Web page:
# The real exchange rate of an oil exporting country: the case of Russia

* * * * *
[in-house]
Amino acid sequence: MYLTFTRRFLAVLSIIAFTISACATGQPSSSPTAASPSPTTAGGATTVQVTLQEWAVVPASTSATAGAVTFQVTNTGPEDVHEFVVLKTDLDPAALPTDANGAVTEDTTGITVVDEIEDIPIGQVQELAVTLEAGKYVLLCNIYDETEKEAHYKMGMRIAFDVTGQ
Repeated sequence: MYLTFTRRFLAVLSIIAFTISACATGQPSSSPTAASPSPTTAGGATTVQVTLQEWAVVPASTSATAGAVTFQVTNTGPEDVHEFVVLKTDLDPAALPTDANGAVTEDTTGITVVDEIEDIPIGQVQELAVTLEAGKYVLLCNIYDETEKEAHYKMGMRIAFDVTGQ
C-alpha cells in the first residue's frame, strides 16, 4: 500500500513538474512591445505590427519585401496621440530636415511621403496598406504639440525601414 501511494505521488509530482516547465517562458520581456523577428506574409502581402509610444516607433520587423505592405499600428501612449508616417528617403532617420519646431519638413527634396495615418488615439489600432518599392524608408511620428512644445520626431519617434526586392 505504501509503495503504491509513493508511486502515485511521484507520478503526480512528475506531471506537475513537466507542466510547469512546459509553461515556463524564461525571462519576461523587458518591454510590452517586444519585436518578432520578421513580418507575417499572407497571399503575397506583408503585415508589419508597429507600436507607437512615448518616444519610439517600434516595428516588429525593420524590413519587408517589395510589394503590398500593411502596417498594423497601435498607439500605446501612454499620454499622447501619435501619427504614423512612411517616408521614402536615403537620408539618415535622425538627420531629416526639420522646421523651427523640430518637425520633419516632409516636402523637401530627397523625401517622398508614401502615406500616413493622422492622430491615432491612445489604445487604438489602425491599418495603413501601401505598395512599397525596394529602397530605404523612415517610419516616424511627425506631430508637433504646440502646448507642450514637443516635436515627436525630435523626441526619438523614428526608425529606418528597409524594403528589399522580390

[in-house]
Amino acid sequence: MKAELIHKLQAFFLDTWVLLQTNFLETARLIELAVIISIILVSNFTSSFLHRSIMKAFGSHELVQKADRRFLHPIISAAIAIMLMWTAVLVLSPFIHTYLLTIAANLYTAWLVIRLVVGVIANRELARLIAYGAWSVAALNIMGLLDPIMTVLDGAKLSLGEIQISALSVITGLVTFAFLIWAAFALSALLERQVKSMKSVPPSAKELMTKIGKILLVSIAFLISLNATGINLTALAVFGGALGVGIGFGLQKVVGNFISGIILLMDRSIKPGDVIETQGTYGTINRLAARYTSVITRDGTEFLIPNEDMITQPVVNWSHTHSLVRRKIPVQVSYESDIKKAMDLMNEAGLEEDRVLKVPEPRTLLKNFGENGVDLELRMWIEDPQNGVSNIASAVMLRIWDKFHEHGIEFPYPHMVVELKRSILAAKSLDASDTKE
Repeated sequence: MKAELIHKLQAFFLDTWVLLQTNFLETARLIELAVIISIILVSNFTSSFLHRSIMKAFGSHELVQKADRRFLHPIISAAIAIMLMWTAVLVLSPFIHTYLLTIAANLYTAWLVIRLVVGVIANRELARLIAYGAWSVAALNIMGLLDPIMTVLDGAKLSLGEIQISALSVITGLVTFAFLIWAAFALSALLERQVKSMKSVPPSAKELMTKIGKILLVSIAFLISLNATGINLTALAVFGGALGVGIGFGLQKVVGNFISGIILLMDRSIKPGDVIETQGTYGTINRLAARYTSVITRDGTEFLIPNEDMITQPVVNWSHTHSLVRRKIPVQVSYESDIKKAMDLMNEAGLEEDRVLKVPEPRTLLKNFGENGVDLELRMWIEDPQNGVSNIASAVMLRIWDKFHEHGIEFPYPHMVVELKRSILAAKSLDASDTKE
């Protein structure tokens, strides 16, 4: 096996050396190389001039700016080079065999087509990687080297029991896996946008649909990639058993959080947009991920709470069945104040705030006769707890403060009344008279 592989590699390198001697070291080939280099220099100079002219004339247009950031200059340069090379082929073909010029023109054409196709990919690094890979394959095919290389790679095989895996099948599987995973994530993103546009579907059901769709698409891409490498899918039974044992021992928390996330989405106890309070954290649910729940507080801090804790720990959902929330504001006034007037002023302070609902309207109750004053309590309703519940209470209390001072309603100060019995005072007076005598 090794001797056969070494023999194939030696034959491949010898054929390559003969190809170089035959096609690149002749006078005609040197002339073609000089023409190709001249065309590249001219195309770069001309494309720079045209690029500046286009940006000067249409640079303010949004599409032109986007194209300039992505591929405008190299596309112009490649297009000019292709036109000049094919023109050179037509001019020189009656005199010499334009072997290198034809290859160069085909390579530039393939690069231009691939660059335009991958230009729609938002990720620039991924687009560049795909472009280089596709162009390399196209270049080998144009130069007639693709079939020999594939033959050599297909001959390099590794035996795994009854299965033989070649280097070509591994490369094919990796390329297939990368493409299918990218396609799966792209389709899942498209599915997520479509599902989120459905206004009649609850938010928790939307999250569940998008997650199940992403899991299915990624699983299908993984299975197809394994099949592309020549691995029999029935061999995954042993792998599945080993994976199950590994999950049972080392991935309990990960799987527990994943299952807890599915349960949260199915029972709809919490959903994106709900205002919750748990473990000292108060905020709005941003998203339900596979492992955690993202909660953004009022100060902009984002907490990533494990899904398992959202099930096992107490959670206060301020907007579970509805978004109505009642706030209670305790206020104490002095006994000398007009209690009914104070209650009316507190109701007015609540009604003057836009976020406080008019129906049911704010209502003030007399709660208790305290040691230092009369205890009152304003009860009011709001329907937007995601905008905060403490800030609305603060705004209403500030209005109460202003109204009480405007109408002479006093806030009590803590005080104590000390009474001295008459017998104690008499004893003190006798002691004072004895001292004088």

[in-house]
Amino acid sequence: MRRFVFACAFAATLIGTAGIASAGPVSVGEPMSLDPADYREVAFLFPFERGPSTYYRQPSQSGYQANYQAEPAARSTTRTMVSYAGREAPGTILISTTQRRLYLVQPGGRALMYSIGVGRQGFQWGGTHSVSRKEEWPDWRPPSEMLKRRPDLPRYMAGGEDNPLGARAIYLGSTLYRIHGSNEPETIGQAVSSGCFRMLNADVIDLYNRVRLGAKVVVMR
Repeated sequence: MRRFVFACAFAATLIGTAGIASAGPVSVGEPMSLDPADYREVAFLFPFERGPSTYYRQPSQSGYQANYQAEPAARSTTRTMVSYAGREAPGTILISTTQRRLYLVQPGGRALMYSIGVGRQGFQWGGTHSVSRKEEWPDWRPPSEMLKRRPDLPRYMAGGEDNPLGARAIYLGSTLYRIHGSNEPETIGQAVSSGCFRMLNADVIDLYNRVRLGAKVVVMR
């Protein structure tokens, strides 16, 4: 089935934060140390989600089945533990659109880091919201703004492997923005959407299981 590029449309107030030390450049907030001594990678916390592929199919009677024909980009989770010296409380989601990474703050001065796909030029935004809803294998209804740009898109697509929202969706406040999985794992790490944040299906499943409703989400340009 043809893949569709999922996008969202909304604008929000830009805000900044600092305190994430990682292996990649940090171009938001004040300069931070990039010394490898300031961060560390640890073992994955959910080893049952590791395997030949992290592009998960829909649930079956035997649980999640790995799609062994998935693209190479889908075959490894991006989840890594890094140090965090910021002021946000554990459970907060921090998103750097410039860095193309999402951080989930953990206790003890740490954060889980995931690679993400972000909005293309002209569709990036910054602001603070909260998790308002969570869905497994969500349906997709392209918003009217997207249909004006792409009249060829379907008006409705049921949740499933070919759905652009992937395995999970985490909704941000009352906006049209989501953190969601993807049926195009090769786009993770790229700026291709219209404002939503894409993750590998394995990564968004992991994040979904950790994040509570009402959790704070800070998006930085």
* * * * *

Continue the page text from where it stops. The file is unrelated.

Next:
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The real exchange rate of an oil exporting country: the case of Russia Natalia Suseeva QEM-IDEA Thesis supervisor: Francesca Rondina IAE July 2010 Abstract In this thesis we examined whether the real exchange rate of Russia and the real price of oil move together over time. Using International Monetary Fund and OECD data, we constructed monthly and quarterly the real bilateral exchange rates of Russia against US dollar and Euro and productivity differentials over 1995-2010. It is possible to find a positive long-run relationship between the real oil prices and the real bilateral exchange rate against Euro. Moreover, this relationship becomes more positive after the change of the monetary policy has been implemented. 1 Introduction Commodity-exporting countries largely depend on their primary commodity exports. Fluctuations in the primary commodity price induce changes in trade and current ac- count surpluses. Russia, as an oil-exporting country, is highly affected by the changes of oil prices. The major drop in oil prices in 1998 contributed to the Russian crisis and dramatic depreciation of the national currency. Over the period of 1999 to 2008 Russian ruble appreciated almost on 80% along with the increasing oil prices. In this thesis we take the real oil price as a proxy of the terms of trade and examine whether oil price fluctuations affect the real effective and bilateral exchange rates of